Rhetorical Devices In Florence Kelley's Speech

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In her speech, written to persuade her audience to help put an end to child labor, Florence Kelley employs many rhetorical devices. America in 1905, we learned, was riddled with inadequate labor laws, as well as working conditions. In order to convey her message, that these unethical statues need to be amended, Kelley uses rhetorical strategies such as pathos, parallelism, and illustration. Pathos is found throughout the entire speech, particularly emphasizing the horrific jobs the children were performing under terrible conditions and for countless hours. The descriptions of these appeal to the readers emotions, as the facts that she shares depict scenes we consider unusual even for adults. Kelley gives examples of the jobs they performed, …show more content…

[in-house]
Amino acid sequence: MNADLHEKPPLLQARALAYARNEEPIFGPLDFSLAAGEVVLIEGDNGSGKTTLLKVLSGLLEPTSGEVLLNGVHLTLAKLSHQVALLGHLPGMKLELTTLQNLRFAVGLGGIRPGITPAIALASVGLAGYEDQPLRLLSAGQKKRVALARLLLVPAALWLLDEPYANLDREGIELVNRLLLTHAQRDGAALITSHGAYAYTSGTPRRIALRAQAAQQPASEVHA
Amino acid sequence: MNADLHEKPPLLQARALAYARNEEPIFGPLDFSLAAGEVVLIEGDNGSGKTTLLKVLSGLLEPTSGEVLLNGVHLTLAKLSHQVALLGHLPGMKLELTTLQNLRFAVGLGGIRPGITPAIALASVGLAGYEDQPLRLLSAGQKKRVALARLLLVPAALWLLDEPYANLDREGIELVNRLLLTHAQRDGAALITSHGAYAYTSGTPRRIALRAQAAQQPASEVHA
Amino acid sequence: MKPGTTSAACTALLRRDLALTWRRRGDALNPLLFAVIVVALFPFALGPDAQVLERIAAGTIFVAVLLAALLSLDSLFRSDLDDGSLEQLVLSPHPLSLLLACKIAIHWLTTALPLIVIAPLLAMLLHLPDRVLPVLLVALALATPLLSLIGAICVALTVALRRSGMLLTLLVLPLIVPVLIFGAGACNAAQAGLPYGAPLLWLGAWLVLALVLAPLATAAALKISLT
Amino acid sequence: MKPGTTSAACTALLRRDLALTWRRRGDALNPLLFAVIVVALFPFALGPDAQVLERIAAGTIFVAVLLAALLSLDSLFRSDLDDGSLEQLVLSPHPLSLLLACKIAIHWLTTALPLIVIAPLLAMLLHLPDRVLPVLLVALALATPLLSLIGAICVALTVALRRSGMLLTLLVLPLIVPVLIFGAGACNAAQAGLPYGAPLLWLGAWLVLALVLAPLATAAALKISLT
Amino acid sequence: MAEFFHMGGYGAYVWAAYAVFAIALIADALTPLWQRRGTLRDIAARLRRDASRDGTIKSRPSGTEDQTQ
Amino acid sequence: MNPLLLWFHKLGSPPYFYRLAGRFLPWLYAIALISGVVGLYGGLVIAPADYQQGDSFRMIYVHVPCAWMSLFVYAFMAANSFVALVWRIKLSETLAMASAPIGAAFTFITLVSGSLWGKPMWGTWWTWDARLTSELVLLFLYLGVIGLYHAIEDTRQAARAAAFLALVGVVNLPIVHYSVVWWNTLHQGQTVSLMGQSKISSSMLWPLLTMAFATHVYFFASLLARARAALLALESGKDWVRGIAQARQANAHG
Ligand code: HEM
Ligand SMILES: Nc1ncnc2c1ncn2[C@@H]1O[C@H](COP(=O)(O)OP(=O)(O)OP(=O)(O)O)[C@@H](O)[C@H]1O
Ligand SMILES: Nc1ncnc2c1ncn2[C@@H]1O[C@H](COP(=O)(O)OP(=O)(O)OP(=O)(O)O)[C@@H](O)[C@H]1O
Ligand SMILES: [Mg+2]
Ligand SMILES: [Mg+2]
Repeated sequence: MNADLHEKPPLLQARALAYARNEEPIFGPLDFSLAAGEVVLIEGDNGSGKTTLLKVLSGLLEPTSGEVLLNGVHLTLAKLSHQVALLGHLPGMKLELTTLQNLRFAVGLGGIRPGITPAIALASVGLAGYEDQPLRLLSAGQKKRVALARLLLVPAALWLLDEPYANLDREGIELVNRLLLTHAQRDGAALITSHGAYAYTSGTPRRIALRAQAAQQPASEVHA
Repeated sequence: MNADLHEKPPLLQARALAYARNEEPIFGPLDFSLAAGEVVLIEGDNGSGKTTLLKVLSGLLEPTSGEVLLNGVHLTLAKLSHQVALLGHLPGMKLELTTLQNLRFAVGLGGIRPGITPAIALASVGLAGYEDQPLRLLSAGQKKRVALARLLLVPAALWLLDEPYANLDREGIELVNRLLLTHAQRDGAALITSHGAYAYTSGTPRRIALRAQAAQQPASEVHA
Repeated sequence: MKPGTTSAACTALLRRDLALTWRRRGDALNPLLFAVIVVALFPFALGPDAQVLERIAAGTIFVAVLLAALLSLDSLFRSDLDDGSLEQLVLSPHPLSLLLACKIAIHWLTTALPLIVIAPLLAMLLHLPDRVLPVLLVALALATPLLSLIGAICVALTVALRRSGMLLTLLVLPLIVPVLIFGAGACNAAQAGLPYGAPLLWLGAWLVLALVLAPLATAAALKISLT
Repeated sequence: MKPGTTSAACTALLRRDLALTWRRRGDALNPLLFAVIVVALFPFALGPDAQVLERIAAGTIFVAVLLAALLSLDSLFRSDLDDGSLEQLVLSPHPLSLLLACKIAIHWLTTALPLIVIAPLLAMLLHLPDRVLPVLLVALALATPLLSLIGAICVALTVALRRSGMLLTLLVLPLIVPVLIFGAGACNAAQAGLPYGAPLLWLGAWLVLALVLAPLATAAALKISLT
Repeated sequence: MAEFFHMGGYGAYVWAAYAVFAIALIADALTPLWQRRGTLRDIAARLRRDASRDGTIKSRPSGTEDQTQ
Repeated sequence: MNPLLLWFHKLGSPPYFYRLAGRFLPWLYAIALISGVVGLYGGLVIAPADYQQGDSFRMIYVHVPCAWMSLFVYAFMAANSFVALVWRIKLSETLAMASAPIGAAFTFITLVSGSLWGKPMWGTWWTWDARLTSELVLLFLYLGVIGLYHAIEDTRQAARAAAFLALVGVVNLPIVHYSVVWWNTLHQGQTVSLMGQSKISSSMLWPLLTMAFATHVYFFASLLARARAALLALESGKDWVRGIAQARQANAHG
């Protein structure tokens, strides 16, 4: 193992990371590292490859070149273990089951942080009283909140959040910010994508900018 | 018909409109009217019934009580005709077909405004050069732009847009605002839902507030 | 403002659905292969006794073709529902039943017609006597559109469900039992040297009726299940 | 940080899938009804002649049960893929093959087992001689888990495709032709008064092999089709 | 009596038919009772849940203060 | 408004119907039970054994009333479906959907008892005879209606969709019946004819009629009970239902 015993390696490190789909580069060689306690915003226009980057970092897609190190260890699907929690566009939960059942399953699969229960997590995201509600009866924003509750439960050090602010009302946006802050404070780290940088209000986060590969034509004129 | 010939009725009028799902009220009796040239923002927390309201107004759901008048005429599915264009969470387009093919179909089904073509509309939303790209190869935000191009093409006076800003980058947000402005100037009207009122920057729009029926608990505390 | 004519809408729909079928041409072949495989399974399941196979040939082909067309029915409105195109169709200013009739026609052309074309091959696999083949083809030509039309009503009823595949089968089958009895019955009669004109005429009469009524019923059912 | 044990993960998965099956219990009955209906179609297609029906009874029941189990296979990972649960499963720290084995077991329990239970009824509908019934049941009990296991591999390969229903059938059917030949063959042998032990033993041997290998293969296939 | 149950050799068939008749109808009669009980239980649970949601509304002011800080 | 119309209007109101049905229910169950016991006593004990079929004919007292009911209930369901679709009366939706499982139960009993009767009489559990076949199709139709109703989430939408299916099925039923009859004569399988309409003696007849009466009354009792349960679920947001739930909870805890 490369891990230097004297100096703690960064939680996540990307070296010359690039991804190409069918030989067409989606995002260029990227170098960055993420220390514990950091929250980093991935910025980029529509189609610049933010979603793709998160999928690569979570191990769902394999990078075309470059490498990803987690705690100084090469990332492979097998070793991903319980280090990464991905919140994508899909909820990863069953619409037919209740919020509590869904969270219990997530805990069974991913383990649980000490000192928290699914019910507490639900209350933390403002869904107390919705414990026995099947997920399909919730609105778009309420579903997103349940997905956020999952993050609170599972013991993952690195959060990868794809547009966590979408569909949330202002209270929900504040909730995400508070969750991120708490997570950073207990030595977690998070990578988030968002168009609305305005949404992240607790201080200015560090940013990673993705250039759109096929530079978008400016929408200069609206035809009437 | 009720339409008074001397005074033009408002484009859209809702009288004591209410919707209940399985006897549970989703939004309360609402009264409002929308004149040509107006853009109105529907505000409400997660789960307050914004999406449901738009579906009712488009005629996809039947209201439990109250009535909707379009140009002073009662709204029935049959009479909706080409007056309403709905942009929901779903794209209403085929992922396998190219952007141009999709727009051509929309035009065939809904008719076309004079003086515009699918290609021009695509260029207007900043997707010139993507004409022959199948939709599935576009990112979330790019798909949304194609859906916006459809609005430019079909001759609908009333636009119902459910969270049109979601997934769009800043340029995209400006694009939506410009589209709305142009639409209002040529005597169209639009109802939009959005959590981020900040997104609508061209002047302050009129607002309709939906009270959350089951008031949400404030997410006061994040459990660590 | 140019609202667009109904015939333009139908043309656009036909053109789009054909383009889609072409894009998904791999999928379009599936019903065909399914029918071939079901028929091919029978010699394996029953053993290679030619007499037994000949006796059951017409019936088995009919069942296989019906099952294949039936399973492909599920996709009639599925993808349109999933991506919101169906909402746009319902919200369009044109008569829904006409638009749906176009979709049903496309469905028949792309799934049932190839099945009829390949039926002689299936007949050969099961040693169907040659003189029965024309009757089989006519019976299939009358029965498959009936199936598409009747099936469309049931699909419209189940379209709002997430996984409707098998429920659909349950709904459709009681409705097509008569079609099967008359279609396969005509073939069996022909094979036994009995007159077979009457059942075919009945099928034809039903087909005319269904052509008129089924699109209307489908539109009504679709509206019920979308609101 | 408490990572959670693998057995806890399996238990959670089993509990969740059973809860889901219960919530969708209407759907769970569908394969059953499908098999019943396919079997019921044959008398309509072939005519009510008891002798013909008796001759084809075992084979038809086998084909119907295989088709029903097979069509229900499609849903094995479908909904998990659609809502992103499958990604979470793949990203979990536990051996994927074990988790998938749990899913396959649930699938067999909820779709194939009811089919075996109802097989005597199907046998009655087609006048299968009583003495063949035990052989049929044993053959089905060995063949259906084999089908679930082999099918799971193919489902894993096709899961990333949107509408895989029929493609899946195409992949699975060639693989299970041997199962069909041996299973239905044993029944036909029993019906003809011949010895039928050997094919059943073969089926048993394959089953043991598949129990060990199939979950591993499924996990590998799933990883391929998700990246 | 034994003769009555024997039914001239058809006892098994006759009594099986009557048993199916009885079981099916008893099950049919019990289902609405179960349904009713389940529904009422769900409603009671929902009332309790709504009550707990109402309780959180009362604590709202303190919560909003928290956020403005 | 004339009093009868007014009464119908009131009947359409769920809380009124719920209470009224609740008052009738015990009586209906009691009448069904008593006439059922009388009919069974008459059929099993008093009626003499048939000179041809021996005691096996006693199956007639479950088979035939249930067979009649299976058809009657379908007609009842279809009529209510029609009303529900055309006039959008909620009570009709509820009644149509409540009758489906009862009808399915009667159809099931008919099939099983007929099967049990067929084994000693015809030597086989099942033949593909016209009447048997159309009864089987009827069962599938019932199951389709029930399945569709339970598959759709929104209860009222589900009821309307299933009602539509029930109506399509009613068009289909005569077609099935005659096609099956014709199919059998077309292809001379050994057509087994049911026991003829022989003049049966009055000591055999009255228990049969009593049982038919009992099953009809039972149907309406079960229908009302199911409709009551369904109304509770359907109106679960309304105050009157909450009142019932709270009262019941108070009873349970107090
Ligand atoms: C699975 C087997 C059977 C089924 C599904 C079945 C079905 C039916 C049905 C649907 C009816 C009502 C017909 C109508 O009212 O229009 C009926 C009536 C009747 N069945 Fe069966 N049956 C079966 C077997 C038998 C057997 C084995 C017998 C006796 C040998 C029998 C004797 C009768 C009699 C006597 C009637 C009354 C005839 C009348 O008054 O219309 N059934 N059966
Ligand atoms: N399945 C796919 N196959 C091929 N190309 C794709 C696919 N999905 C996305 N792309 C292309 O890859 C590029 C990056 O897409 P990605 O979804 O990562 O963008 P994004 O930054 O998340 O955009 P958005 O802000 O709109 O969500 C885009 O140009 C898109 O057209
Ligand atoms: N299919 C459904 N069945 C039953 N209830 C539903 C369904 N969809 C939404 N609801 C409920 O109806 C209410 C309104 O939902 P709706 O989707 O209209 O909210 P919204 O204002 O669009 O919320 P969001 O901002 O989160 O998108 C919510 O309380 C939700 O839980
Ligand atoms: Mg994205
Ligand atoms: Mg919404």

Lines 50-54 explicitly tell a story of a young girl who falls victim to these unethical labor laws. Kelley uses this imagery and depiction to illustrate her thesis that these children are, in fact, being treated poorly and immorally. Polysyndeton can also be found in Kelley's speech and this contributes to the creation of imagery. In lines 20-22, Kelley describes the "deafening noise of the spindles and the looms spinning and weaving cotton and wool, silks and ribbons for us to buy." This imagery, like the illustration, appeals the listener's emotions as it gives them an inside look on what it is like to be a child working under these conditions. In conclusion, Florence Kelley used many rhetorical strategies in order to call her audience to arms against child labor laws. She accuses the laws of being unjust and labels the children prisoners. In the last two paragraphs, Kelley refers to her cause as the "freeing of the children." She believed the children were robbed of their basic rights and freedoms by labor laws and used strategies such as pathos, parallelism, and illustration to convince her audience to help her "free the

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